"Terry's opponent has no prosecutorial or administrative background," the letter reads. "Despite this, he aspires to go from being one-half of a two-person office to head of the largest law firm in Humboldt County supervising those whose experience dwarfs his own. The enforcement of our criminal law is a serious business. Platitudes and sound bites are no substitute for results."
If Dikeman's view has been modified by experience since Gallegos took office, he is not telling. Neither is he saying what sort of administrative changes he would consider making in the event he is elected, or what plans he might have for the office's multimillion dollar fraud suit against the Pacific Lumber Co.
He has also declined to say whether he would retain the position of the assistant district attorney, held by Tim Stoen, who is trying the case against Pacific Lumber. Stoen is second in authority to Gallegos. In the last years of Farmer's administration there was no assistant DA. Instead, according to Dikeman, an informal committee of senior deputies advised Farmer.
As to the PL case, Dikeman has said only that it is before the court, and that he did not wish to jeopardize its chances by speaking about it. But as Schectman noted, that would not prevent Dikeman from saying unequivocally that he would continue to prosecute the case -- just as "loyalty" to Gallegos would not prevent him from actively defending his boss against criticism from his political opponents.
If it is Dikeman's intention to prosecute the case, to say so publicly would undoubtedly lose him many votes in the timber community -- presumably to Albin Sheets, a former Terry Farmer prosecutor whose position was eliminated under Gallegos. If he wants to withdraw the suit, to say so publicly would solidify the opposition to his candidacy -- and make his current job difficult if the recall fails.
The PL suit is unquestionably the central issue of the election. The recall drive was announced immediately after Gallegos's office filed the suit, and the recall would almost certainly not have made the ballot if the company itself had not provided $40,000 to organizers at the last minute to fund an expensive signature drive.
Schectman said that the political attack on Gallegos -- funded in large part by a defendant in a case filed by his office -- amounted to a breach of democratic principles, and charged that Dikeman, by not speaking out, was attempting to capitalize on it.
"This is an unfair, undemocratic process we're involved in now, and he should not be taking advantage of it for his own self-aggrandizement," Schectman said.
by EMILY GURNON
New medical marijuana guidelines for the county could soon be in place if the Board of Supervisors takes action Tuesday on a proposal brought by Supervisor Roger Rodoni.
If supporters get their way, the new ordinance would set in stone the guidelines established by District Attorney Paul Gallegos. Or it could create new, more restrictive guidelines.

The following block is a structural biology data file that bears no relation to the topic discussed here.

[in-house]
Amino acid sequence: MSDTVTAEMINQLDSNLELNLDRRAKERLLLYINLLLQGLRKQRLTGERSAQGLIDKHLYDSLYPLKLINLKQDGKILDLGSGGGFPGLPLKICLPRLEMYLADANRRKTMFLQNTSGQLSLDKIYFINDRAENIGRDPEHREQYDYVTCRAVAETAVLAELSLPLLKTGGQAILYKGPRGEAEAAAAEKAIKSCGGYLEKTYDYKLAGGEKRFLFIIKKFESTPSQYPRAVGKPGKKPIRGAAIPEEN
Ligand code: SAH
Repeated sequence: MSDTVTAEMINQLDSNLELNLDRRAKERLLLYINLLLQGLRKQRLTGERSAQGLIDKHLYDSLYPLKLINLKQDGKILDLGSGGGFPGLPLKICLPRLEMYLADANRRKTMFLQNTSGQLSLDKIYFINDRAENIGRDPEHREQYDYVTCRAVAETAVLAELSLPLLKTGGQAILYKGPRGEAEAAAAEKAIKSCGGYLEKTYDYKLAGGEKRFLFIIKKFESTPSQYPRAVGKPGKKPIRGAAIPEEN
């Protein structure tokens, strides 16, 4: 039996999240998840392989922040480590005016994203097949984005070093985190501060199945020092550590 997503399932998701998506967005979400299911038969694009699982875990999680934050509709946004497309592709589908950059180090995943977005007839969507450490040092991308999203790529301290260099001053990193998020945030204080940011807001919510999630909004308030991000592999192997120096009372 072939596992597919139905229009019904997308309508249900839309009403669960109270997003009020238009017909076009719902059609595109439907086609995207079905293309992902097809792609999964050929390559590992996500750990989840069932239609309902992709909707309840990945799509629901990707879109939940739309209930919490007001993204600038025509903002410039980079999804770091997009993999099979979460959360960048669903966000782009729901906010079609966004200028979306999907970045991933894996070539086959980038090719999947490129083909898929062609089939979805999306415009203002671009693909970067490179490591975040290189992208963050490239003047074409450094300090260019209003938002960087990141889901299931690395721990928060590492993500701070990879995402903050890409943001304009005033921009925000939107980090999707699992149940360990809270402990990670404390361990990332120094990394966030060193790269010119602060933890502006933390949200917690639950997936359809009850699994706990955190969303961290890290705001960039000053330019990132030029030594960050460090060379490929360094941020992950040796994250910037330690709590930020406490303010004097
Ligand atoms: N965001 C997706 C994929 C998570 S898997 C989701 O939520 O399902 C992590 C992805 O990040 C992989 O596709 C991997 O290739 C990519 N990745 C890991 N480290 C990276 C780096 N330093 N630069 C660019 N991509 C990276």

The DA's office announced last year that it would not prosecute medical marijuana cases if the amounts were below a certain threshold: 99 plants, provided they fit into a 100 square foot area, yielding about 3 pounds of processed pot.
One problem, medical pot advocates say, is the Gallegos guidelines only go so far.
"That doesn't mean the police can't come into your house and take you away. That just means that Paul won't prosecute anybody," said Jason Fishbain of McKinleyville, a medical marijuana patient and local coordinator for the activist group Safe Access Now.
The proposed ordinance would direct sheriff's deputies to make arrests based on Gallegos' guidelines -- or whatever limits the board sets.
The push for a local law also comes from SB 420, a new state law intended to clarify the uncertainties of Proposition 215, the medical marijuana initiative passed by voters in 1996. SB 420 establishes a statewide voluntary ID card system to protect patients and their caregivers from arrest for possession, cultivation and transportation of medical pot.
The problem with SB 420 is that its guidelines for the amount of pot patients can have are significantly lower than Gallegos': only six mature or 12 immature plants, plus a half-pound of processed weed. But the state law says that local jurisdictions can set higher or lower limits.
Sheriff Gary Philp said he was meeting with other local law enforcement officials this week to get their input on Rodoni's proposal. He said he's concerned that a county law will not impact other police agencies; a medical marijuana patient could be arrested in Fortuna for an amount of pot that would not get him arrested in unincorporated parts of the county, for instance.
"That's what I'd like to see us avoid," Philp said. "I wanted to see if perhaps I could speak to everybody and get something that everybody was going to agree to."
And there may be another hitch in the state legislation: Late last month, the state Department of Health Services, which was charged with implementing SB 420, said it did not have the money to issue the identification cards.
State Sen. John Vasconcellos, who authored the bill, said Tuesday that he is talking with state officials to come up with a solution. "My impression is that they are not unsympathetic," he said. "I'm cautiously optimistic."
© Copyright 2004, North Coast Journal, Inc.